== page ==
5 Ways to Achieve a Consumer-Centric Healthcare Organization
Understanding what drives consumers
A recent survey by Oliver Wyman Health Innovation Journal discussed the ways providers and payers can better understand the wants and needs of patients as consumers.
What Patients Want
In healthcare, consumer-centric remains an emerging concept. The complexity of the services, payment structures, and even emotions involved seems to have made “consumer-centric” an excellent, yet hard-to achieve aspiration.
When healthcare providers start thinking about the motivations of patients and the jobs to be done for them, they will stop thinking of the consumer healthcare path as merely a series of services and activities. They will begin to make healthcare more consumer-centric.
The first step is to move beyond a narrow view of healthcare – a patient sitting with a doctor in an exam room or waiting for an MRI at a hospital. The industry must think through the full spectrum of activities individuals undertake in the quest to improve and maintain their physical and mental health. These activities are often fraught with uncertainty.
Consumers struggle with making and sustaining healthy choices related to nutrition and physical activity. They have trouble fitting medical care into their busy lives, with its 9-to-5 weekday schedule. They are unsure how their health decisions today will affect their finances tomorrow. What’s more, they are increasingly being forced to navigate the system not only for themselves and their children but also for their aging parents.
Taking this broader perspective, it is clear that the most salient consumer health issues are often ones never addressed within the four walls of most medical facilities.
The Healthcare Journey
To achieve consumer-centricity, healthcare organizations must start to visualize the consumer journey from start to finish. Using findings from the 2017 Oliver Wyman survey of over 2,000 healthcare consumers, here are five steps identified to help healthcare leaders better meet consumer needs:
- Streamline access to healthcare:
The survey found that consumers want healthcare on their terms, and on their schedule. That means they are looking for guaranteed same-day access, telemedicine options, evening and weekend hours, and even in-home visits.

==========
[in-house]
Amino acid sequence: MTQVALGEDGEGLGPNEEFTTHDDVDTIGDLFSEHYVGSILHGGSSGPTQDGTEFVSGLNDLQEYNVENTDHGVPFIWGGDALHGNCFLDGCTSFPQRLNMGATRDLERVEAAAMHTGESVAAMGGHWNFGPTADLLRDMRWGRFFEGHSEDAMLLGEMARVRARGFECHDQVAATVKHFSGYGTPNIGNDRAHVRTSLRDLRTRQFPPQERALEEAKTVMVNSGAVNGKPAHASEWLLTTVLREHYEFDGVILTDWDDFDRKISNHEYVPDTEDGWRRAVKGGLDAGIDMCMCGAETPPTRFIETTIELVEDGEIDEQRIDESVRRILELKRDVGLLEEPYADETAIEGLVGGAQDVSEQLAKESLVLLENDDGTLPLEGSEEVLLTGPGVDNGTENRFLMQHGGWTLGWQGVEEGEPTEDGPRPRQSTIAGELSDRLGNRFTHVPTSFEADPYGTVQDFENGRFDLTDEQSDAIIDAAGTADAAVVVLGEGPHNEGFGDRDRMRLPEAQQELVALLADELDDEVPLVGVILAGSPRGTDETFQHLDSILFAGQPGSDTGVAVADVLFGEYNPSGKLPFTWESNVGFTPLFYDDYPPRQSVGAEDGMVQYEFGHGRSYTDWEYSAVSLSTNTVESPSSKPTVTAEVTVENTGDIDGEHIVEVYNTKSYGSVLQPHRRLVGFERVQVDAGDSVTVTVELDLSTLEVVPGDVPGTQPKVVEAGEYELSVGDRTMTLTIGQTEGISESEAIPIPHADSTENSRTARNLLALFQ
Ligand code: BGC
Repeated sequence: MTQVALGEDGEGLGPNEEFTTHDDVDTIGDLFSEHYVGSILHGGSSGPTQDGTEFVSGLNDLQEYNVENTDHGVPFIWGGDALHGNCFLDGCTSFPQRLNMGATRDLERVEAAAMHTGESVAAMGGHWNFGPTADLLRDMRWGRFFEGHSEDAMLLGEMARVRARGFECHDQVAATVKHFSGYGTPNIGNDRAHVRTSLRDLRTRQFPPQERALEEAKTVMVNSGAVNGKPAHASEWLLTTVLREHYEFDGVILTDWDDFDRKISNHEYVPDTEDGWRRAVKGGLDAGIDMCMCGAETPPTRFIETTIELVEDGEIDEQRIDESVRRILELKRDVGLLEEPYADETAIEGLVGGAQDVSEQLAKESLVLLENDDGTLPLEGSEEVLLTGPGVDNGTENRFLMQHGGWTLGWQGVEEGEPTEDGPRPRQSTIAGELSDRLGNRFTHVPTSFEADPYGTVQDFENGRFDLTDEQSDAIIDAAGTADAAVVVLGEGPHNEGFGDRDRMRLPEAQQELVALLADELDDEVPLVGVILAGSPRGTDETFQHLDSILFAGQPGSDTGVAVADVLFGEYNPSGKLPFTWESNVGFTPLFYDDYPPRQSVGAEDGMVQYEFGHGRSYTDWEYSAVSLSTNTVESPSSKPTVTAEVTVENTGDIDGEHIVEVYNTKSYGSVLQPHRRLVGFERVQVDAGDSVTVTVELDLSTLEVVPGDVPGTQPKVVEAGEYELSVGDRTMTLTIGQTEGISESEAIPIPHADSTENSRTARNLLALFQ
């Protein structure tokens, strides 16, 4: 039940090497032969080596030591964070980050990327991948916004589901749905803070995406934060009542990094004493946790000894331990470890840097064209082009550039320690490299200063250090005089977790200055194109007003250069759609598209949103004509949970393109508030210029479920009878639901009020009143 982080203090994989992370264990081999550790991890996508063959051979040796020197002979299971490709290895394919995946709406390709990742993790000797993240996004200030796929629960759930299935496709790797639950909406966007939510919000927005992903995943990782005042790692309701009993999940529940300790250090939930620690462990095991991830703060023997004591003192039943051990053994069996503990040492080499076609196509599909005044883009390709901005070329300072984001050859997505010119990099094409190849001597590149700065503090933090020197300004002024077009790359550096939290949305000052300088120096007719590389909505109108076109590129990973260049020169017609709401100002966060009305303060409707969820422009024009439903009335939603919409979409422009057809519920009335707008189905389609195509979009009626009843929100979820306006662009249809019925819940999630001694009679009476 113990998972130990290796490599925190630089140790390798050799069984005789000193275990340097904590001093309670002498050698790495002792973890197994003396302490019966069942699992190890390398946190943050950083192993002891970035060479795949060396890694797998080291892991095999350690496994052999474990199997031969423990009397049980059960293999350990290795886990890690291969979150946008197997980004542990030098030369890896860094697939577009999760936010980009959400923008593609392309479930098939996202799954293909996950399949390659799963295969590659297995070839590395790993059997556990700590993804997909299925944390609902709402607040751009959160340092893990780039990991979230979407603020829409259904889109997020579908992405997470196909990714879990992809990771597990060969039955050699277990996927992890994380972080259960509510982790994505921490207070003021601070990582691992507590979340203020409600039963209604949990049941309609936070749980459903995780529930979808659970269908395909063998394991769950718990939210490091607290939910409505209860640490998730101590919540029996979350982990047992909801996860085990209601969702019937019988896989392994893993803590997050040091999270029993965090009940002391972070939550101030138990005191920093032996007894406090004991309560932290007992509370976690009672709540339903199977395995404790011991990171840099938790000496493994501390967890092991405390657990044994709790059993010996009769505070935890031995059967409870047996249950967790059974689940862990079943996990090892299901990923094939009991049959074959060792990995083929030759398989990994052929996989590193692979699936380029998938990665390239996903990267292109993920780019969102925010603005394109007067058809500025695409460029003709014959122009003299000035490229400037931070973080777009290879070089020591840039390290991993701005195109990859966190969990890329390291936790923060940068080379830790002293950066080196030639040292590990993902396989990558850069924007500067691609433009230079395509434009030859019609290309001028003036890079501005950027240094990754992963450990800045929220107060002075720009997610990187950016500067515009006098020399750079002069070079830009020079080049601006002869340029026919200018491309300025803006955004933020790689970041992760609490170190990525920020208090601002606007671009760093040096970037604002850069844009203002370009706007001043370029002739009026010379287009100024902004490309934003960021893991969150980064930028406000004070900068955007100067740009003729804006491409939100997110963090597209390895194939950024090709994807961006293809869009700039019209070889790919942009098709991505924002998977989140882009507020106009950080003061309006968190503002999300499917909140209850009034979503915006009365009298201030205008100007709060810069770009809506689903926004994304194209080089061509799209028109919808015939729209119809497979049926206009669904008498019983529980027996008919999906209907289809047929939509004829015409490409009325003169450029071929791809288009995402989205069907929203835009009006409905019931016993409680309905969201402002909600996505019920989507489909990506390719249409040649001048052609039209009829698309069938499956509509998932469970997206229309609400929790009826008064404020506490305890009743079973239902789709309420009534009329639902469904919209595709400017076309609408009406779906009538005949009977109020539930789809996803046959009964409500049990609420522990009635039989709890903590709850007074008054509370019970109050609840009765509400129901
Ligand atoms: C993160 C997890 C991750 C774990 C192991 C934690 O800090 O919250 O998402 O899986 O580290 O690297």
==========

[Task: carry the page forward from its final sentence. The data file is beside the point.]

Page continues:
- Demystify the financial implications of healthcare:
Most consumers remain perplexed when it comes to determining how their decisions affect their costs or how those expenses might be balanced against the likely outcomes. Guidance on the financial implications of healthcare decisions was one of the top needs identified.
- Make clinical decision making easier
Consumers in the survey saw narrow networks as potential value-add features that they would actually pay extra for. They want the tools, information, and guardrails to make good decisions.
- Support consumers as they care for others:
Caregivers are actively looking for ways to improve their Given the expanding population of seniors, finding a way to serve this demographic is critical for healthcare organizations.
- Help consumers maintain active, independent lives:
One of the top concerns of the aging baby boomer is maintaining overall health and wellness. Given those concerns, top projects to pursue shouldn’t be new hospitals, but rather facilities geared toward helping people stay active and participate.
Customer centricity is sometimes used as a catchall term for talking about customer feedback or customer satisfaction results, but making people happy is only one part of the equation. To have sustained success, companies must understand current customer needs and wants, and ensure that there are the right internal and customer-facing strategies, processes and marketing initiatives to satisfy them.Implementing these 5 steps can provide a competitive advantage for your practice.